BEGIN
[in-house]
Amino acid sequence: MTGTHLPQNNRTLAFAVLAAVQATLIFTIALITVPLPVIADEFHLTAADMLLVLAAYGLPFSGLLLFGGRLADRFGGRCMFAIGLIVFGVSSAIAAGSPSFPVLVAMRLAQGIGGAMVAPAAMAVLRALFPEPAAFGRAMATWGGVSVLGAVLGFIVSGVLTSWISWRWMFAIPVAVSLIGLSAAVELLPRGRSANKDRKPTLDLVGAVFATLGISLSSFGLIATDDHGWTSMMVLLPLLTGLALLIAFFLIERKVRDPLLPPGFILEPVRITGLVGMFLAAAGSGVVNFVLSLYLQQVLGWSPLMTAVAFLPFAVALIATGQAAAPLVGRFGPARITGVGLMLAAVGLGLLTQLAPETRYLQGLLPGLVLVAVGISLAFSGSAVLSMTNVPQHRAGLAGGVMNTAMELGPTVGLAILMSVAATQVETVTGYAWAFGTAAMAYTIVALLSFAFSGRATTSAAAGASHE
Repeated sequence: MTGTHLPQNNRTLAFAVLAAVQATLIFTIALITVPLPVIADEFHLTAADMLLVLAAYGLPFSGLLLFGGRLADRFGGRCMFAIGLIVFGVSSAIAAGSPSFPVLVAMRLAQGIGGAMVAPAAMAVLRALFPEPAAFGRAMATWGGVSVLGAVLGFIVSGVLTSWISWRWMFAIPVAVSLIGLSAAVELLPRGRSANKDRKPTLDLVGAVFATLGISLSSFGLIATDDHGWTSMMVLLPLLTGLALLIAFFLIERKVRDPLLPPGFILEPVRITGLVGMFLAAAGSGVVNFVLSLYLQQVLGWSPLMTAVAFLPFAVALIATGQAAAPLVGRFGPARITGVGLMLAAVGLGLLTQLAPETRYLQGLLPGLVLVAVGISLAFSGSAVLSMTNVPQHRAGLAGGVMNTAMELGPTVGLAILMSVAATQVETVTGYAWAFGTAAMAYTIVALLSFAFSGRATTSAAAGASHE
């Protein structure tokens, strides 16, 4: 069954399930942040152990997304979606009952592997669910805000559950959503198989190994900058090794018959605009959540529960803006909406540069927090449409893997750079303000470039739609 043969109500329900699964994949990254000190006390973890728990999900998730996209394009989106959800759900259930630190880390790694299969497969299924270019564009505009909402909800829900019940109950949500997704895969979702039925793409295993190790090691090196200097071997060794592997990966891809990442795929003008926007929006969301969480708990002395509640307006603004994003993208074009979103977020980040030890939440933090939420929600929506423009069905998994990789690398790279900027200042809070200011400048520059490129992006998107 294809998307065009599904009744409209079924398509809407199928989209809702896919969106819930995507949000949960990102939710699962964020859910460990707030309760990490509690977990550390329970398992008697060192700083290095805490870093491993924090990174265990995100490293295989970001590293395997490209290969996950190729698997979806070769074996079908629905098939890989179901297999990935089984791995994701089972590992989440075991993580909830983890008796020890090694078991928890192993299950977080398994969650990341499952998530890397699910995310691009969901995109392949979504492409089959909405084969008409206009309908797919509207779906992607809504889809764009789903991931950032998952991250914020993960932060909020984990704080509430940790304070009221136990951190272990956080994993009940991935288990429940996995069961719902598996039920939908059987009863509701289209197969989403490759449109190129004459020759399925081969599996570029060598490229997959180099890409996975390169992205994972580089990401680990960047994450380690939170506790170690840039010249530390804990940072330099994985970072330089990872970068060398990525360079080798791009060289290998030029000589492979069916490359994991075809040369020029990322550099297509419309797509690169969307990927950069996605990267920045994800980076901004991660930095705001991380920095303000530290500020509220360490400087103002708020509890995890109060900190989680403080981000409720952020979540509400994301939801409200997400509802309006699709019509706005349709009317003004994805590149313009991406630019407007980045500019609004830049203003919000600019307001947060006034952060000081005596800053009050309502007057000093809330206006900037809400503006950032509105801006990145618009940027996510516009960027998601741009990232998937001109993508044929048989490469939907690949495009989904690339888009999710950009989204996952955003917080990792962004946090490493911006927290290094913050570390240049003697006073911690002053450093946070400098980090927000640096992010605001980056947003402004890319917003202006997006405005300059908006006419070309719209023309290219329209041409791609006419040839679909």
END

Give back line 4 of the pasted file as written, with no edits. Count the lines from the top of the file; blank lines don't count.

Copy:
């Protein structure tokens, strides 16, 4: 069954399930942040152990997304979606009952592997669910805000559950959503198989190994900058090794018959605009959540529960803006909406540069927090449409893997750079303000470039739609 043969109500329900699964994949990254000190006390973890728990999900998730996209394009989106959800759900259930630190880390790694299969497969299924270019564009505009909402909800829900019940109950949500997704895969979702039925793409295993190790090691090196200097071997060794592997990966891809990442795929003008926007929006969301969480708990002395509640307006603004994003993208074009979103977020980040030890939440933090939420929600929506423009069905998994990789690398790279900027200042809070200011400048520059490129992006998107 294809998307065009599904009744409209079924398509809407199928989209809702896919969106819930995507949000949960990102939710699962964020859910460990707030309760990490509690977990550390329970398992008697060192700083290095805490870093491993924090990174265990995100490293295989970001590293395997490209290969996950190729698997979806070769074996079908629905098939890989179901297999990935089984791995994701089972590992989440075991993580909830983890008796020890090694078991928890192993299950977080398994969650990341499952998530890397699910995310691009969901995109392949979504492409089959909405084969008409206009309908797919509207779906992607809504889809764009789903991931950032998952991250914020993960932060909020984990704080509430940790304070009221136990951190272990956080994993009940991935288990429940996995069961719902598996039920939908059987009863509701289209197969989403490759449109190129004459020759399925081969599996570029060598490229997959180099890409996975390169992205994972580089990401680990960047994450380690939170506790170690840039010249530390804990940072330099994985970072330089990872970068060398990525360079080798791009060289290998030029000589492979069916490359994991075809040369020029990322550099297509419309797509690169969307990927950069996605990267920045994800980076901004991660930095705001991380920095303000530290500020509220360490400087103002708020509890995890109060900190989680403080981000409720952020979540509400994301939801409200997400509802309006699709019509706005349709009317003004994805590149313009991406630019407007980045500019609004830049203003919000600019307001947060006034952060000081005596800053009050309502007057000093809330206006900037809400503006950032509105801006990145618009940027996510516009960027998601741009990232998937001109993508044929048989490469939907690949495009989904690339888009999710950009989204996952955003917080990792962004946090490493911006927290290094913050570390240049003697006073911690002053450093946070400098980090927000640096992010605001980056947003402004890319917003202006997006405005300059908006006419070309719209023309290219329209041409791609006419040839679909």